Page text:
Shore diving paradise
Part of what draws so many scuba divers to Bonaire is the ease and independence associated with shore diving. Most divers will rent a flat-bed truck, load up their scuba cylinders, drive to their chosen shore dive spots (there are more than 80 official sites around the island clearly marked with yellow painted rocks), and dive independently with their buddy. Unbound by a dive shop or liveaboard’s schedule, you can dive as many times a day as you choose and take as long (or short!) a surface interval as you’d like.
In order to rent your tanks you must pay a $45 Marine Park Fee (a $25 fee is applicable to non-divers taking part in any water-based activities such as snorkelling or windsurfing) and complete a marine park orientation. Reputable dive operations will include a check-out dive to oversee your buoyancy, preventing damage to the reef and ensuring you are diving safely.
Safety in Skills
Make sure you’re confident in your dive skills ahead of diving independently; whilst most of Bonaire’s diving is on relatively easy shallow reefs with little current, remember to always dive within your limits and comfort level. If you haven’t dived for a while it will definitely be worth taking a refresher course with an instructor, or perhaps consider taking an Advanced Open Water or even a Rescue Course in order to feel more confident whilst diving without a dedicated guide.
Guides and Boat Dives
If you would prefer a guide to assist you on dives and show you where the best creatures are hiding, you can expect to pay $45-60 per person per dive, dependent on the distance travelled to the dive site. If shore entries and exits aren’t your thing, there are also plenty of options for boat diving. The sites surrounding neighbouring Klein Bonaire can often be less busy with divers and are reached only by boat, whilst you can avoid the more challenging shore entries of popular sites 1000 Steps and the Hilma Hooker (the island’s only wreck dive) by diving them by boat. A two-tank boat trip, usually with the option of requesting a guide, will set you back around $100 per person.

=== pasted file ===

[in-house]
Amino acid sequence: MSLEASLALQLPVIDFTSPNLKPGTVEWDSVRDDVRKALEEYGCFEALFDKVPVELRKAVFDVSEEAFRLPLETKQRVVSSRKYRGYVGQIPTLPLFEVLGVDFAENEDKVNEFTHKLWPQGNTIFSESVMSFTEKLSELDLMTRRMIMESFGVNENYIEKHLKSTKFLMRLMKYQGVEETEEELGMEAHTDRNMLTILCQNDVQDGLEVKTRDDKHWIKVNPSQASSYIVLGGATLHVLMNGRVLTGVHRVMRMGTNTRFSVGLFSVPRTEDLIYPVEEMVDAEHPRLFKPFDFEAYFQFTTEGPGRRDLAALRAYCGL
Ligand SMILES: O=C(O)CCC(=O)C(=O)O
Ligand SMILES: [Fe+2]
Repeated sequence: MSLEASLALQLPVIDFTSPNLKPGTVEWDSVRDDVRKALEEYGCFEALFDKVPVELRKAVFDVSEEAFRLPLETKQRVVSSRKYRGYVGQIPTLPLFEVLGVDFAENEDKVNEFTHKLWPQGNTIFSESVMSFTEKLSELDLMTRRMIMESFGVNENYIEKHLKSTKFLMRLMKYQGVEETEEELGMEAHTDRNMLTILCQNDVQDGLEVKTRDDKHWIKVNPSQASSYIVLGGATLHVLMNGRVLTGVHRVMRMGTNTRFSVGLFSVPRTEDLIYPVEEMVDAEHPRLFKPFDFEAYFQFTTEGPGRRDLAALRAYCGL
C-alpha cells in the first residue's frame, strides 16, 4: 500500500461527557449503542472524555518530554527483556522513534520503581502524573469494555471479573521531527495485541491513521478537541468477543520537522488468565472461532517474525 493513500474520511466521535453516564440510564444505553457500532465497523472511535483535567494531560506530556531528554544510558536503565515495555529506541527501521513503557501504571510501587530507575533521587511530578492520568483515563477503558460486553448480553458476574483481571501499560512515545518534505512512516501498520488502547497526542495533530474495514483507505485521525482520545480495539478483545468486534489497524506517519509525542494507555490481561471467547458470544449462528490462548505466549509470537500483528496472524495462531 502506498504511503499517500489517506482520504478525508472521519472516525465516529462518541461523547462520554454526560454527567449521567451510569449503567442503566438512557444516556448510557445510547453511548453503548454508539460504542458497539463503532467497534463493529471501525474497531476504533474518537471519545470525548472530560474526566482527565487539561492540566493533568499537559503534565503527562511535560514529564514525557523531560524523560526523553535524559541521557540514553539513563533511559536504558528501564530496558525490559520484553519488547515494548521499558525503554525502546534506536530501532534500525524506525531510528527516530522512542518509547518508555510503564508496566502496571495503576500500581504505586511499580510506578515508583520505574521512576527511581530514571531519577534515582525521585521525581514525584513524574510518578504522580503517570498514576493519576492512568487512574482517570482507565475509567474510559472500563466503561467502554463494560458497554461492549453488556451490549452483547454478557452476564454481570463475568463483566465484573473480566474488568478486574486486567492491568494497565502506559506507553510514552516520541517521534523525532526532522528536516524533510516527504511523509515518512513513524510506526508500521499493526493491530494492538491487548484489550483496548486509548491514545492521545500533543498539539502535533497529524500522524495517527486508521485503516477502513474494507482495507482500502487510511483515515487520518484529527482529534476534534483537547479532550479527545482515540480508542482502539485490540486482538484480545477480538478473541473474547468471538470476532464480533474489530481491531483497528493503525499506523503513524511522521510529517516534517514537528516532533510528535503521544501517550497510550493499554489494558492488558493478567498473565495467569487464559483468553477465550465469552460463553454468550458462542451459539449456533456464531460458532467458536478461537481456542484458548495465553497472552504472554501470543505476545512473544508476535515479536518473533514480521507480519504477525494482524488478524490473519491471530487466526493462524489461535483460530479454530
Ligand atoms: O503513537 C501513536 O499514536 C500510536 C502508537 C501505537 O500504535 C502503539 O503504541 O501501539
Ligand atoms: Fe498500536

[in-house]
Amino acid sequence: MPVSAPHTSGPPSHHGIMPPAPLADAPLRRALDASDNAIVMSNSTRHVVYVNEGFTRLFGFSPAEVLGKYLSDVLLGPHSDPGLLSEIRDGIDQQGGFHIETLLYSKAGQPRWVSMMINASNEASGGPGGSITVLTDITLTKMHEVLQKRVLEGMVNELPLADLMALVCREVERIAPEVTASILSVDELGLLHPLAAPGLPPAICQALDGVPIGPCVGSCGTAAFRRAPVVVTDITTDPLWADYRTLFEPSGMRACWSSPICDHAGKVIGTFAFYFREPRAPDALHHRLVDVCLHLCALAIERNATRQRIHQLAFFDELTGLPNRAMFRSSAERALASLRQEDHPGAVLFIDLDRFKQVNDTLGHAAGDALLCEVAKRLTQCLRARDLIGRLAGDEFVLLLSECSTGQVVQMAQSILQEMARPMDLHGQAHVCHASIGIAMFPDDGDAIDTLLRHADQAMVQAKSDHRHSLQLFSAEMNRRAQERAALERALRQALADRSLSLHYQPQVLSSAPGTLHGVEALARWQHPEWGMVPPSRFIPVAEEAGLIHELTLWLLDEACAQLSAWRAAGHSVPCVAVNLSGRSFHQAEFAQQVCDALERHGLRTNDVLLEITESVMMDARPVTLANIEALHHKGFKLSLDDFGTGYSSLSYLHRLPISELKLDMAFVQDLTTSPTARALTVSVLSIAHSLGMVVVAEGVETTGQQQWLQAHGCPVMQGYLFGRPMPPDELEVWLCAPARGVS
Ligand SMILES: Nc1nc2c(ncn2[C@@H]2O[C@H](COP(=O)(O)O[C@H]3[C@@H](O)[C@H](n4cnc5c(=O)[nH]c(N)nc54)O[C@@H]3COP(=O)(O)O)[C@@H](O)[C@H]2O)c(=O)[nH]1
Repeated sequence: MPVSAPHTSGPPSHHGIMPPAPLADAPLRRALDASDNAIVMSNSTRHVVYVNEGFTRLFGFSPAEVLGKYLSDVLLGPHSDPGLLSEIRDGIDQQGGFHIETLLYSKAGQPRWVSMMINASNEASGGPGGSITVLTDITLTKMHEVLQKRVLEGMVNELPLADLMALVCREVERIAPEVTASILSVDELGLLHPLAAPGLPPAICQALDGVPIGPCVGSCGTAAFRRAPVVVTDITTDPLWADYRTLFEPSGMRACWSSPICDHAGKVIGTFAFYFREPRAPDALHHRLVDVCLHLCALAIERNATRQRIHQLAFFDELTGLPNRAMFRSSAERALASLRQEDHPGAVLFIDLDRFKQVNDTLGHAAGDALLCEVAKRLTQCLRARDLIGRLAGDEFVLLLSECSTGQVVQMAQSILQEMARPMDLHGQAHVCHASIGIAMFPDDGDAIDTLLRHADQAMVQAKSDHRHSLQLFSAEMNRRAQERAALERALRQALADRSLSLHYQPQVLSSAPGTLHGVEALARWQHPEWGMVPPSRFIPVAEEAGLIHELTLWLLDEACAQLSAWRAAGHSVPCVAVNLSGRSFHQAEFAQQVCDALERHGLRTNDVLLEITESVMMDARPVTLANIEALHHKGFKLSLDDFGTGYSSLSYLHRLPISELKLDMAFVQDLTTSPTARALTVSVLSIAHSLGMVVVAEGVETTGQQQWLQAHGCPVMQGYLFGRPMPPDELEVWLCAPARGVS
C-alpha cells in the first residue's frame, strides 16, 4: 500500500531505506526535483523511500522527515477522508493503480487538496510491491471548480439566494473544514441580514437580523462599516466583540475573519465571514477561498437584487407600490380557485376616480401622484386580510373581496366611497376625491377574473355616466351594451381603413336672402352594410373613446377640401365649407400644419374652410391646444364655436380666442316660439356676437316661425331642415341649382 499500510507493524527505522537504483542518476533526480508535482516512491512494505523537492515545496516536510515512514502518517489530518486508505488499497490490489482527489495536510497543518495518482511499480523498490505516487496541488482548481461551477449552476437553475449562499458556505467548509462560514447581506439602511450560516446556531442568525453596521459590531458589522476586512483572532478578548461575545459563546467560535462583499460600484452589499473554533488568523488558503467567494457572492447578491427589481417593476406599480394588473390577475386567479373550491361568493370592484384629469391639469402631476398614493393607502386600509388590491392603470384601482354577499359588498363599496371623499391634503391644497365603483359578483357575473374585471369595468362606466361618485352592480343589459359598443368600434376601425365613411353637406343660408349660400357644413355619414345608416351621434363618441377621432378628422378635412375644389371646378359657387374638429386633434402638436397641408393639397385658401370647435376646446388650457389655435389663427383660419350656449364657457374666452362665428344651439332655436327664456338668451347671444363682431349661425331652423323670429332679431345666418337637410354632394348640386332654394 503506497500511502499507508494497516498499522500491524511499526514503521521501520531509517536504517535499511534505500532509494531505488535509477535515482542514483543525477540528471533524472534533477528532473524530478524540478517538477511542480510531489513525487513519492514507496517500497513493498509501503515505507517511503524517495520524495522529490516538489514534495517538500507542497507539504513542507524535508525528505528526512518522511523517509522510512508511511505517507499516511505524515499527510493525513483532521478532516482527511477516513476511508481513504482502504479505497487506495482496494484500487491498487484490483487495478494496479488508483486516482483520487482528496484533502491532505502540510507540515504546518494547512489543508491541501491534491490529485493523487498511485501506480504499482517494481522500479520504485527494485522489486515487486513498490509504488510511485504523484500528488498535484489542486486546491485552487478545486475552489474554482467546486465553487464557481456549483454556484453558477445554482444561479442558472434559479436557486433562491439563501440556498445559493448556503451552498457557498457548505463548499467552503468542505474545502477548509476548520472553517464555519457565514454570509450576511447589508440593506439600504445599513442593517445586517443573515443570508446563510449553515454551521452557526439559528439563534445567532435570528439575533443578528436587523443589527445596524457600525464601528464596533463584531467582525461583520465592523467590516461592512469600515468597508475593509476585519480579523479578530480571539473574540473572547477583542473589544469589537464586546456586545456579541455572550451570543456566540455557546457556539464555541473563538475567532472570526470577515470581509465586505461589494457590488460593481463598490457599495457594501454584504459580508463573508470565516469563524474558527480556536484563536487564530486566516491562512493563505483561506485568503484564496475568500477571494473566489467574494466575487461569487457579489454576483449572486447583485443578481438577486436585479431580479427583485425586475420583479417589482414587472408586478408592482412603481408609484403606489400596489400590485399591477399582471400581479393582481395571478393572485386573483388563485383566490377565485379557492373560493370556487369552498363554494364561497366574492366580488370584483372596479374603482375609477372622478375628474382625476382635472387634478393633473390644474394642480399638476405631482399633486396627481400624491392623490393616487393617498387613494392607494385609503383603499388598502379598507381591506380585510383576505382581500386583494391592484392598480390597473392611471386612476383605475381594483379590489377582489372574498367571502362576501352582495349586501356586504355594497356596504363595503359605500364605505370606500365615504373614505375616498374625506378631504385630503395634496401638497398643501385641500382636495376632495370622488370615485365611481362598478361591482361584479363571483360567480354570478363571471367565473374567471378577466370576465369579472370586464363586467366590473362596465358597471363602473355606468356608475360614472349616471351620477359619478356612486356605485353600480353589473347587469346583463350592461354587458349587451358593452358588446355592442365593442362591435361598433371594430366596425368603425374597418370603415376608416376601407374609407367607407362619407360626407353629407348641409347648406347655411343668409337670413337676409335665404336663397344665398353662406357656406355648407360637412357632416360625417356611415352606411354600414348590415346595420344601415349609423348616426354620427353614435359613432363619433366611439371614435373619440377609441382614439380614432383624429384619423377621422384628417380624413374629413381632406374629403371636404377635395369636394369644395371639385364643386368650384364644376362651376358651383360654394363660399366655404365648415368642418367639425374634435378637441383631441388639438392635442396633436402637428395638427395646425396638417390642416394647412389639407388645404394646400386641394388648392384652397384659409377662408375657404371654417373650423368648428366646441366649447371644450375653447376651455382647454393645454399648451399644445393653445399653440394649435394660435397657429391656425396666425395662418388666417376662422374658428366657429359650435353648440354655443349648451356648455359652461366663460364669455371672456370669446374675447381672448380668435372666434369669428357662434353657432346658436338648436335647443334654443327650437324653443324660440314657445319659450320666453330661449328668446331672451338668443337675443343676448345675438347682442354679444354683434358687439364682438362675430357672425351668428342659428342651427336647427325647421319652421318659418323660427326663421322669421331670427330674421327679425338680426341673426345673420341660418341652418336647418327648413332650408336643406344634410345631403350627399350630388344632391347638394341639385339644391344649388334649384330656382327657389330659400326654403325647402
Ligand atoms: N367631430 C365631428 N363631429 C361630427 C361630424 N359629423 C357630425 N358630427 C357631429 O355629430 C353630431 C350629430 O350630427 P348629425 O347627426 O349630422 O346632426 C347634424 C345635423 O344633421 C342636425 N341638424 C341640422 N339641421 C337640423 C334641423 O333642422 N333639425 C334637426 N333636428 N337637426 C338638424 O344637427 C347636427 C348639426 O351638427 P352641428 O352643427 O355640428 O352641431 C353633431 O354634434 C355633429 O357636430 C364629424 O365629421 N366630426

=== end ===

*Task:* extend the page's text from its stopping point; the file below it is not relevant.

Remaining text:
Which sites should I dive in Bonaire?
With over 80 officially marked shore dives, and many more unmarked dive spots and boat dives available, it can be overwhelming deciding which spots to visit. Here are some of the highlights as chosen by the GTS community in our wonderful Facebook group.
Alice in Wonderland
Alice in Wonderland is a sprawling double reef system inhabited by varied corals and marine life. Keep your eyes peeled for giant green moray eels and perhaps a turtle or two on the shallower shelf of the reef starting from 8m. More experienced divers will want to adventure to the second part of the reef, but be sure to carry a compass to navigate out to it and watch your depth between the two reefs.
The name is something of a misnomer – there are actually around 64 steps to this site as opposed to the 1000 you might mentally prepare for. However many steps it might be, it’s most definitely worth the climb! Schools of snappers inhabit the shallower reef, and if you pay attention to the blue near the drop off you might be lucky to see something bigger cruising by.
As Bonaire’s only wreck dive, the Hilma Hooker is not to be missed. Lying on her side, the deepest point of the wreck sits at 34m and you will likely spot barracuda and tarpons around the structure. Head there early to avoid the crowds; boat dives will start arriving to the site by around 8.30am.